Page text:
The policies the U.S had towards the Native Americans had only wished for their destruction from the start by first trying to relentlessly take their lands. The policies that had been put into place was the ‘’The Northwest Ordinance’’ and ‘’Cherokee v. Georgia’’. The Northwest Ordinance of 1787 states that ‘’ Indians were to be treated with the ‘’utmost good faith’’ and specified that ‘’their lands and property shall never be taken away from them without their consent.

This unfortunately wasn’t a very solid policy because Europeans still tried to take lands from the Natives. In the Cherokee v. Georgia case of 1819, the Cherokees filed a court case against Georgia claiming that Cherokee lands and people are an independent government. The Cherokees had won the case but that victory was cut short with the Indian Removal Act.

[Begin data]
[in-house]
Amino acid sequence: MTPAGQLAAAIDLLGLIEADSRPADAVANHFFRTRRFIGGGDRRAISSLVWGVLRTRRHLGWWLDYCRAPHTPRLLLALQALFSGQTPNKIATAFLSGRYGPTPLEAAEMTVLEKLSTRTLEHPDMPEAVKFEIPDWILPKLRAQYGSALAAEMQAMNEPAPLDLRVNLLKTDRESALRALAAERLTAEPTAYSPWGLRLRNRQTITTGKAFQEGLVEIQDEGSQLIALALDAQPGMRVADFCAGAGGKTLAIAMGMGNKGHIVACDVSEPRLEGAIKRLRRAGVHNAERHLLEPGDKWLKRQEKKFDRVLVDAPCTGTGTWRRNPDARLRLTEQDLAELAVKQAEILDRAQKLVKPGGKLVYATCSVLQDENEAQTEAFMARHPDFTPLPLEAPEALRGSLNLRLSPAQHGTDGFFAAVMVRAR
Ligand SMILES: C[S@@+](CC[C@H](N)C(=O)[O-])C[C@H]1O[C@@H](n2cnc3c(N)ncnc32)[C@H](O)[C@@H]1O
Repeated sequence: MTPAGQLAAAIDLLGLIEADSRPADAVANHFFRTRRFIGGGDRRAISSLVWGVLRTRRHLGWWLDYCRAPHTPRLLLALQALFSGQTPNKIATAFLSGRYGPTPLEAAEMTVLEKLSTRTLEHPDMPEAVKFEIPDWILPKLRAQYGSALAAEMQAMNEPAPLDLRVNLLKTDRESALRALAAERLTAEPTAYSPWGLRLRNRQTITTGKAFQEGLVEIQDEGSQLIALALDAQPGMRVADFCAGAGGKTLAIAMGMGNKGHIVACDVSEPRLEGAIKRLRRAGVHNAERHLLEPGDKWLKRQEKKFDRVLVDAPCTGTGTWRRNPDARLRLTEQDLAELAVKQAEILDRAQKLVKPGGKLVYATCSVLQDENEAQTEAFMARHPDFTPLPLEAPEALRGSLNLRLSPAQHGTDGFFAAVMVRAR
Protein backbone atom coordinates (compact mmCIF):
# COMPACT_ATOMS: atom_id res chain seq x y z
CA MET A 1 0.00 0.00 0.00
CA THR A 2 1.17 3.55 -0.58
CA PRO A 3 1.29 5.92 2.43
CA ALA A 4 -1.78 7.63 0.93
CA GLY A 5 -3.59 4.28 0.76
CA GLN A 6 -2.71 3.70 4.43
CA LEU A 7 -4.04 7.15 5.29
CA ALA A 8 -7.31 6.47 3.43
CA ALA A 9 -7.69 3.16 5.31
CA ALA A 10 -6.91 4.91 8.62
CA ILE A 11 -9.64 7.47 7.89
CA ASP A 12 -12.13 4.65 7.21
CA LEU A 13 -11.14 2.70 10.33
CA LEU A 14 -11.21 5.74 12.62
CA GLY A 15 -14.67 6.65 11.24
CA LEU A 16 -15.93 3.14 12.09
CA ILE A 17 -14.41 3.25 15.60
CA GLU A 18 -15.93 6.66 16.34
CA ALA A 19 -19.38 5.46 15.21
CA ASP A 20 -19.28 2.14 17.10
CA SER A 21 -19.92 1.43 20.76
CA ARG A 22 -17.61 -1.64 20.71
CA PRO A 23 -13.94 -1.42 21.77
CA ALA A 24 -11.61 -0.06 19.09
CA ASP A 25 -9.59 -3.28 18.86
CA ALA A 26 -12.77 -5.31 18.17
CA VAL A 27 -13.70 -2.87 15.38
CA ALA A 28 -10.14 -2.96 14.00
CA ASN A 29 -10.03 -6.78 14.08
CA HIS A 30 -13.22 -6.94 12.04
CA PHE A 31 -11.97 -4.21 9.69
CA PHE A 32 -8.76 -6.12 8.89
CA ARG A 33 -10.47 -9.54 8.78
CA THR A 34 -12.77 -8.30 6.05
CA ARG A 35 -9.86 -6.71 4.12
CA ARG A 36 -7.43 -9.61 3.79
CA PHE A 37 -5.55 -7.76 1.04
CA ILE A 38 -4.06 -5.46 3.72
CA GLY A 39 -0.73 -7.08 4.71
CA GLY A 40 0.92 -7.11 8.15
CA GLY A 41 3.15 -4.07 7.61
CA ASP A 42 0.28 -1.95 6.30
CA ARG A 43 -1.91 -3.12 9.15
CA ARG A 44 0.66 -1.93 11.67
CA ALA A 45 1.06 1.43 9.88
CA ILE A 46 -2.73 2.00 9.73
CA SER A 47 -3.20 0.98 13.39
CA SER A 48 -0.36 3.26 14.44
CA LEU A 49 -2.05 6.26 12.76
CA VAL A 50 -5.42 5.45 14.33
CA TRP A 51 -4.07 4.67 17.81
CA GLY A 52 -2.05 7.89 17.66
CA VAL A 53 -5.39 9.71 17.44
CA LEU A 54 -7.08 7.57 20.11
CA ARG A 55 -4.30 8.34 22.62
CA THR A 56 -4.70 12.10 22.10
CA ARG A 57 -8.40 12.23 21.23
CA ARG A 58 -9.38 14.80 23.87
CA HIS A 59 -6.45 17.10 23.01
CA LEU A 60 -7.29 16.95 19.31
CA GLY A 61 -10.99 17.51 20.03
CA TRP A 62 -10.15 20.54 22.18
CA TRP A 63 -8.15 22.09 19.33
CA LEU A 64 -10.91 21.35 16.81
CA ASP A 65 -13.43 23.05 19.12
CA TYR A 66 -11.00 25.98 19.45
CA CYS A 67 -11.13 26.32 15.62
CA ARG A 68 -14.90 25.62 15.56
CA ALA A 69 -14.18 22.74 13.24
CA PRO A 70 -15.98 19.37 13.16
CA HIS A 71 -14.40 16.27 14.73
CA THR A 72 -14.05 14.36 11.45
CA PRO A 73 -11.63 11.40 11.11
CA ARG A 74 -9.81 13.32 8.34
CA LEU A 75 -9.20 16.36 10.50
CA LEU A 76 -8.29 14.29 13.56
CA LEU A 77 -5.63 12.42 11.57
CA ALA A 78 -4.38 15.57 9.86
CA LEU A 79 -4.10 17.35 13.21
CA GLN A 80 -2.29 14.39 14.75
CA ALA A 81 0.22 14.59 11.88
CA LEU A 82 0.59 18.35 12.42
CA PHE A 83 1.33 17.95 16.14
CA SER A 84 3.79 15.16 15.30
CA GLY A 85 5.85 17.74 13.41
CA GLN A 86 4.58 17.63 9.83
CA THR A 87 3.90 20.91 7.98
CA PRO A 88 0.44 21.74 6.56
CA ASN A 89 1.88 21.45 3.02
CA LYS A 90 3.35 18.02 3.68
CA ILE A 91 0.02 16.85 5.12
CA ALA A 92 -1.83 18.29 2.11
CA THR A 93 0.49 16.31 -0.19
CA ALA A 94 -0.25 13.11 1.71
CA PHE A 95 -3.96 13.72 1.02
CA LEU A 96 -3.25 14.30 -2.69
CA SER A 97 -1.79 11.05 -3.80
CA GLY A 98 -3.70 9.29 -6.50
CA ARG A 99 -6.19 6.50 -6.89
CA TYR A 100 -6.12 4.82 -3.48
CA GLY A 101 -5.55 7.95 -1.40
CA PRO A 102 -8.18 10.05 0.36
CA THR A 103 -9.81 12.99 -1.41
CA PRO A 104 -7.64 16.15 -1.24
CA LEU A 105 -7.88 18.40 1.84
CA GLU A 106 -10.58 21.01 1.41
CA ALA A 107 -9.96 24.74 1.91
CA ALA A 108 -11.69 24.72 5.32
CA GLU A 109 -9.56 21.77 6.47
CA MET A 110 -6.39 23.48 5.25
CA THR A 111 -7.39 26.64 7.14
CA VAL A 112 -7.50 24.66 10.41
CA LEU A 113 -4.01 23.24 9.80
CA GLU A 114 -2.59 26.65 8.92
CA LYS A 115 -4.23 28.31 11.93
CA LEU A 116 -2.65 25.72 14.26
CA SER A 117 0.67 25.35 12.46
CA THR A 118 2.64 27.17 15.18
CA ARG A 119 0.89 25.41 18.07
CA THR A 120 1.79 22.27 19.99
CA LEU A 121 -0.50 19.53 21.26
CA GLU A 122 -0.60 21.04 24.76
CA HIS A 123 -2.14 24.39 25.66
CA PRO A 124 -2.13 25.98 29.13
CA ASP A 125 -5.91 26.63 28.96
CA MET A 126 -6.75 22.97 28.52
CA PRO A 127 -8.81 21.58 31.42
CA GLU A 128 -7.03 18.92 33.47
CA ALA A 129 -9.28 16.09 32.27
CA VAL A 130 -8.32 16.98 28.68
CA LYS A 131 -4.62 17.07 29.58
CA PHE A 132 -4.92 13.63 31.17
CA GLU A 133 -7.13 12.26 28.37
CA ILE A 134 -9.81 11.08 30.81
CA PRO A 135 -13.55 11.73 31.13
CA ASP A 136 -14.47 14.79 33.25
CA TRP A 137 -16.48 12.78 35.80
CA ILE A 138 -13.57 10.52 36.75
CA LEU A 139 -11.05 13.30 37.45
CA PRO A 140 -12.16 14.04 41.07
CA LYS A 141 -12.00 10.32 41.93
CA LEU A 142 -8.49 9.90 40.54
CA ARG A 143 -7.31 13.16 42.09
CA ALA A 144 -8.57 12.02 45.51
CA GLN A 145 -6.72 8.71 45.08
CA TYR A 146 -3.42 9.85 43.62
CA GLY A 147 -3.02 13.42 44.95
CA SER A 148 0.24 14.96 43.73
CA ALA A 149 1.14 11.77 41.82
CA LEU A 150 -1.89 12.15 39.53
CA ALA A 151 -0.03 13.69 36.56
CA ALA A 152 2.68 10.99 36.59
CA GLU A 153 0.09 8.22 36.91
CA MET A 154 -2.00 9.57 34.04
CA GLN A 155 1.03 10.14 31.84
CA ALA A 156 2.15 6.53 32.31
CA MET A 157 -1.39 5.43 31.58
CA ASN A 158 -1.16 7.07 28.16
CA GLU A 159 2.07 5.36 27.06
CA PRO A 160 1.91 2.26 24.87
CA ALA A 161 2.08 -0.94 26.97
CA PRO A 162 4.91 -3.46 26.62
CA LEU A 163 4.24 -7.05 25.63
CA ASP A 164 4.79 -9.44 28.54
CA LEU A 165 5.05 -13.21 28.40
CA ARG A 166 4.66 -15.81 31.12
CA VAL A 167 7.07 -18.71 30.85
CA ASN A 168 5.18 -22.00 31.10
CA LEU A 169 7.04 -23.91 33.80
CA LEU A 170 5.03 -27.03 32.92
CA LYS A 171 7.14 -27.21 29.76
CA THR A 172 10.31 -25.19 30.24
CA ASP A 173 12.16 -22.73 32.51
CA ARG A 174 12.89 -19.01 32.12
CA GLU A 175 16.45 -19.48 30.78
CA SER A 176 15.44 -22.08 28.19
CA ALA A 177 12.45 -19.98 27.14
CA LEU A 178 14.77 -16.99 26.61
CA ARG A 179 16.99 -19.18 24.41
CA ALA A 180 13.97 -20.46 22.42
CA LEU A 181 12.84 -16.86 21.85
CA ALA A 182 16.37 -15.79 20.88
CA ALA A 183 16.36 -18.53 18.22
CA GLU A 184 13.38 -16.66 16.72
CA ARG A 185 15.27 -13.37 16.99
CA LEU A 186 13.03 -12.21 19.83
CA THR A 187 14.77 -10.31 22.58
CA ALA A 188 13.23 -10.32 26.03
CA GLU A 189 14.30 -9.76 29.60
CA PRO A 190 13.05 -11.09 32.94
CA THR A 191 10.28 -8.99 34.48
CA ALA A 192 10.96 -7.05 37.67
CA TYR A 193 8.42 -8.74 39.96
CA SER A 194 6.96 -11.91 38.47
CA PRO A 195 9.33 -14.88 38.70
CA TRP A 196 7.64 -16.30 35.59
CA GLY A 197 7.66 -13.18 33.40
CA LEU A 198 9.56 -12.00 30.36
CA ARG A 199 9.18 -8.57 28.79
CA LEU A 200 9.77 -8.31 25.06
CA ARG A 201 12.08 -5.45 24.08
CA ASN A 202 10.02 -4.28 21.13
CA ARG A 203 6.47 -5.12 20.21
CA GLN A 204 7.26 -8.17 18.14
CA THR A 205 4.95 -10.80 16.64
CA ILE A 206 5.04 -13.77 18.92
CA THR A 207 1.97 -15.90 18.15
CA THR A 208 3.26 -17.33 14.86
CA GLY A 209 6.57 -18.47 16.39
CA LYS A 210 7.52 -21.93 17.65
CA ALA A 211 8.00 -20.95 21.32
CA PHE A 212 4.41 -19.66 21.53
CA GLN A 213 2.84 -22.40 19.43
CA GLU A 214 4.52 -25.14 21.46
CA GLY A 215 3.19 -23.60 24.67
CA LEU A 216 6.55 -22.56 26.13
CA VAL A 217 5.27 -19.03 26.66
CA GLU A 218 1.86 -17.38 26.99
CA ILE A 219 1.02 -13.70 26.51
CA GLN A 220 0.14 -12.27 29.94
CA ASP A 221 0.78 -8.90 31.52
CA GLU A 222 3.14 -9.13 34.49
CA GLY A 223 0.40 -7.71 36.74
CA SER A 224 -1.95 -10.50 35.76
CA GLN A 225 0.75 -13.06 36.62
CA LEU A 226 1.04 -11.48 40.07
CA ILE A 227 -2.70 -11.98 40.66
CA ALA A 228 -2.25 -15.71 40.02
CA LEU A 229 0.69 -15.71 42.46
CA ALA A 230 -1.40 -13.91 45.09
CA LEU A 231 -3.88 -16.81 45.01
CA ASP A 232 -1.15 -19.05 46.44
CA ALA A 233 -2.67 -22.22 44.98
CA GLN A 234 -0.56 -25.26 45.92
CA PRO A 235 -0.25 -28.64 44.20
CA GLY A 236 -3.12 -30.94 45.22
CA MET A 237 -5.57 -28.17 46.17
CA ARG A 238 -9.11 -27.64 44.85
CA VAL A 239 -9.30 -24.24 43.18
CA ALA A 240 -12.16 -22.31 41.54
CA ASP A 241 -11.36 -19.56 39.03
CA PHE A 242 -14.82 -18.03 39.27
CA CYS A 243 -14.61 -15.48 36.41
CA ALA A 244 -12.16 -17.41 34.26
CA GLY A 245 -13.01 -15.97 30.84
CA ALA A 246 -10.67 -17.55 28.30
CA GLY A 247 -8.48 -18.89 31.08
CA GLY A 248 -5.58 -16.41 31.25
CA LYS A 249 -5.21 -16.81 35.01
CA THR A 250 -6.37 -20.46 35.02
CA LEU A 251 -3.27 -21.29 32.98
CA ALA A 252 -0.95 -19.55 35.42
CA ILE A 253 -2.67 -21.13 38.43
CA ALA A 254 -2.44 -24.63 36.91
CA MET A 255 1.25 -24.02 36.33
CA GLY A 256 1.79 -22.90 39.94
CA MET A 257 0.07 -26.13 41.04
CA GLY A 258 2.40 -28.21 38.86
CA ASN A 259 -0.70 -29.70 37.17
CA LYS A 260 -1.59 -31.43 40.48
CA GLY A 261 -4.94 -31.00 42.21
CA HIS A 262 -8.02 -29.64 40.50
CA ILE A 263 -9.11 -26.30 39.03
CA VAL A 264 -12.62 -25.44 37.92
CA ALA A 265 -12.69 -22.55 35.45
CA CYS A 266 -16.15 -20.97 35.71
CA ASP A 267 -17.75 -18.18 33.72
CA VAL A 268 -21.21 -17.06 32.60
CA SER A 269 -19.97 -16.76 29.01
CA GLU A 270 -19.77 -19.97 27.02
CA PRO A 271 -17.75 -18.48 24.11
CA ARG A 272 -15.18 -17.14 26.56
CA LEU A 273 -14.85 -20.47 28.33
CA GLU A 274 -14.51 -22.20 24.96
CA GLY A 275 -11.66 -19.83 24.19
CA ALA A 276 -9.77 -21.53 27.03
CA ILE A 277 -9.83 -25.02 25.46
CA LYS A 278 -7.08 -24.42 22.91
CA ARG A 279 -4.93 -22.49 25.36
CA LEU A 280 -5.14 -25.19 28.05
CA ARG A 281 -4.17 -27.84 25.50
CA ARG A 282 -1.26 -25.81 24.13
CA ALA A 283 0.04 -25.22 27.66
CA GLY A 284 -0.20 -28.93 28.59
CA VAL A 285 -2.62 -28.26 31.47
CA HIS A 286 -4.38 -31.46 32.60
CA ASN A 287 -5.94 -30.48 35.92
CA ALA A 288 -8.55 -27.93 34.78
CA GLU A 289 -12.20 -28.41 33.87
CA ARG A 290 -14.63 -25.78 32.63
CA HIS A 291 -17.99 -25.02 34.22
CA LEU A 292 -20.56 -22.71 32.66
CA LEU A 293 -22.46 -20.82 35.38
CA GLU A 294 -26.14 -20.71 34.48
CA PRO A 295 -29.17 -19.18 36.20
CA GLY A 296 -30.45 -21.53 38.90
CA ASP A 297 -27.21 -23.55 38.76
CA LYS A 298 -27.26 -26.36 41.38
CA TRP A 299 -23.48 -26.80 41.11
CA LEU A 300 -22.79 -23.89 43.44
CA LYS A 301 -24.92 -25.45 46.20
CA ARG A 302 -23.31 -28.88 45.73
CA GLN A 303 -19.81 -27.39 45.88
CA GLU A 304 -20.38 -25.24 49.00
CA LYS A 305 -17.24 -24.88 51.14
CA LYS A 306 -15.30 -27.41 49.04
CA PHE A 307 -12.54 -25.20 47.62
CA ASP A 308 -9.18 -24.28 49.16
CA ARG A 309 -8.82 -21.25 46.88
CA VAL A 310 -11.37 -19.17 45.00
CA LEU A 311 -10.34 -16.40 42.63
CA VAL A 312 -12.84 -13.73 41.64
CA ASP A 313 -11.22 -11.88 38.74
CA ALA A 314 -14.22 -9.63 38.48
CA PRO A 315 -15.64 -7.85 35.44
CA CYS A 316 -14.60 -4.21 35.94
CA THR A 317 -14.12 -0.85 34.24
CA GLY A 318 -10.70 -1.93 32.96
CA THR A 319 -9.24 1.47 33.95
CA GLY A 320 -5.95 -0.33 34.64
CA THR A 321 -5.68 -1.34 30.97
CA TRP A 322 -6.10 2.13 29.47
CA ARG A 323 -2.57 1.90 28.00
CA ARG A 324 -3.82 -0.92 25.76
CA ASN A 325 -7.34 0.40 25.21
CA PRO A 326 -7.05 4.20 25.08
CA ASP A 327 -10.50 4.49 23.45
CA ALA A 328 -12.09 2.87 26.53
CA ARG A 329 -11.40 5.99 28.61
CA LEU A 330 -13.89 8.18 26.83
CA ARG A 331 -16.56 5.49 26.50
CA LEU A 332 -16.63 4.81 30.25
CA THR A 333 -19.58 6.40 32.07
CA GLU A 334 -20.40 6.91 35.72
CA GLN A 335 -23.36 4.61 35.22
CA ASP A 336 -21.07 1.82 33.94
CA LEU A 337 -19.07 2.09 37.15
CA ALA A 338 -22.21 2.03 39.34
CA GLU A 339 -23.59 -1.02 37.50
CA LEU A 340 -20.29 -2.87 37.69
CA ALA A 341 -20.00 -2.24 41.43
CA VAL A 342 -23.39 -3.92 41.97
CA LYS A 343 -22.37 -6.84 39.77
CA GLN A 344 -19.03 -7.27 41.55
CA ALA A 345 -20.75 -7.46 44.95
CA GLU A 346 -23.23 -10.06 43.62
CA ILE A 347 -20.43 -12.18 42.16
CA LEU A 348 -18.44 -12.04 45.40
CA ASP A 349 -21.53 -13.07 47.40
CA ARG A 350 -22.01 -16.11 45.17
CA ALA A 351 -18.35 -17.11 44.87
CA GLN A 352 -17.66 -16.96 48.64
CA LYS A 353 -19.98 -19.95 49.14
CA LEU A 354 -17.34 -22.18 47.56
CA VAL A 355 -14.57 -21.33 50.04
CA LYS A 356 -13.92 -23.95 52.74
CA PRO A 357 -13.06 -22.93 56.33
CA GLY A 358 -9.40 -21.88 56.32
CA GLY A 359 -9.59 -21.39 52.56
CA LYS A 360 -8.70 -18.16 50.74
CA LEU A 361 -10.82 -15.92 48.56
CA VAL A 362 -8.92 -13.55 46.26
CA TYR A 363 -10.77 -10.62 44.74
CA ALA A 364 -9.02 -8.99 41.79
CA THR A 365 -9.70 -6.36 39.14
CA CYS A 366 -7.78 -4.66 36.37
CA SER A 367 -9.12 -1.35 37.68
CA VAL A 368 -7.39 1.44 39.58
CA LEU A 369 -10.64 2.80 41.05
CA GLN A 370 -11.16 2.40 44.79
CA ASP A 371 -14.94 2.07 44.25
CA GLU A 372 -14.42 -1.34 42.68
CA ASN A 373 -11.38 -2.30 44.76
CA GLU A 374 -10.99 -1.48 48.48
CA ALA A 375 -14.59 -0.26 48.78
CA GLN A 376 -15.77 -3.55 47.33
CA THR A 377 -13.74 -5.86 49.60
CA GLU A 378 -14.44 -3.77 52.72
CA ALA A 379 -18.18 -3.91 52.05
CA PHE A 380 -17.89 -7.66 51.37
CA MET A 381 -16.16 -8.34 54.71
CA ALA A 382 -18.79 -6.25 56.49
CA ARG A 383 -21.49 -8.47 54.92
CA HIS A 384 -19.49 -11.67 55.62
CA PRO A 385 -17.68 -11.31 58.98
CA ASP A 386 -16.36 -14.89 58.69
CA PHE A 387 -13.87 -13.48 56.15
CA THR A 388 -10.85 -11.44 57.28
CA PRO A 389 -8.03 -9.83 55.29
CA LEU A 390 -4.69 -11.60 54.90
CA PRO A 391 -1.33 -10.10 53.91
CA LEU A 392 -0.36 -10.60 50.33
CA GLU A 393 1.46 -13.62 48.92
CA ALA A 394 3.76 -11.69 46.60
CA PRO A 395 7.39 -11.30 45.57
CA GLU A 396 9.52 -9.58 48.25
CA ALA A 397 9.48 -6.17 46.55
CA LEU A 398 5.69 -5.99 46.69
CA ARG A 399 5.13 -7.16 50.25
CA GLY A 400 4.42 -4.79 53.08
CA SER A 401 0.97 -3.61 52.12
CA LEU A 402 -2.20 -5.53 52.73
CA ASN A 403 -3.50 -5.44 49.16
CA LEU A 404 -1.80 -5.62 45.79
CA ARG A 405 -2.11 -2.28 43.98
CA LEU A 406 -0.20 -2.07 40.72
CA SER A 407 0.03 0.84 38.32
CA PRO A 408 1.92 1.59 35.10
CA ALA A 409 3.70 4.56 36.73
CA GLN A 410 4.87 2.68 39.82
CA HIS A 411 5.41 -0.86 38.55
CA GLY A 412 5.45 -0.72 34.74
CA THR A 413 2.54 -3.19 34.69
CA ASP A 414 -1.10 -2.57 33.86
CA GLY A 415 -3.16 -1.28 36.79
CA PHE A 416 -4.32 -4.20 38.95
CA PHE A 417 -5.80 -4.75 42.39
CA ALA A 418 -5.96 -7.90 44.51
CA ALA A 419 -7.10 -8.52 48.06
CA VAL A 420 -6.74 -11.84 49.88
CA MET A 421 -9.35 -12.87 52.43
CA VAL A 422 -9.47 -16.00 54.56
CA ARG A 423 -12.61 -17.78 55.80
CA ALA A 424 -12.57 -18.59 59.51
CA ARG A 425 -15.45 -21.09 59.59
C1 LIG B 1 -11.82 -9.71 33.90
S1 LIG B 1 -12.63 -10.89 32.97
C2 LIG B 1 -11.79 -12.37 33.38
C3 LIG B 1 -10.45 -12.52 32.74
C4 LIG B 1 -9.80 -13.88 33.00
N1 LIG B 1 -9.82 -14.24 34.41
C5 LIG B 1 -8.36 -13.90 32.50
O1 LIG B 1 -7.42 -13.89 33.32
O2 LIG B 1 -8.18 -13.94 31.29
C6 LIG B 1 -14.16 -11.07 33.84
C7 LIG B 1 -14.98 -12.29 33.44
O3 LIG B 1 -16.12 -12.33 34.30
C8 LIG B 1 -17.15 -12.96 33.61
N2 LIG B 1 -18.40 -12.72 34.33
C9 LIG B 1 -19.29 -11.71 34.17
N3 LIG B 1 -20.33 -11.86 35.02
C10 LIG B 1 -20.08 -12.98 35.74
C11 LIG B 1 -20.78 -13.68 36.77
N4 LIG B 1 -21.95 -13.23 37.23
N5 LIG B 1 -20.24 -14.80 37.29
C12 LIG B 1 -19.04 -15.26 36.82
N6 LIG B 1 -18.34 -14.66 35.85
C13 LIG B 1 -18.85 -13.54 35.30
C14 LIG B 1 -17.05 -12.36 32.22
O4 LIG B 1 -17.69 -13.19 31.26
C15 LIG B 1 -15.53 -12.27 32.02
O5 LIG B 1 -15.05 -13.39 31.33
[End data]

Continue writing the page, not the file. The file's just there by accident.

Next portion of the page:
The Natives were notably known as very peaceful people but will go to war if absolutely necessary. From Document E which contains a quote from Chief Joseph from a newspaper called ‘’Harper’s Weekly’’, Chief Joseph declares ‘’ If the white man wants to live in peace with the Indian....we can live in peace. There need be no trouble. Treat all men alike.... give them all the same law. Give them all an even chance to live and grow. You might as well expect the rivers to run backward as that any man who is born a free man should be contented when penned up and denied liberty to go where he pleases. We only ask an even chance to live as other men live. We ask to be recognized as men. Let me be a free man.... ‘’ But trying to make peace with the Europeans came with a price.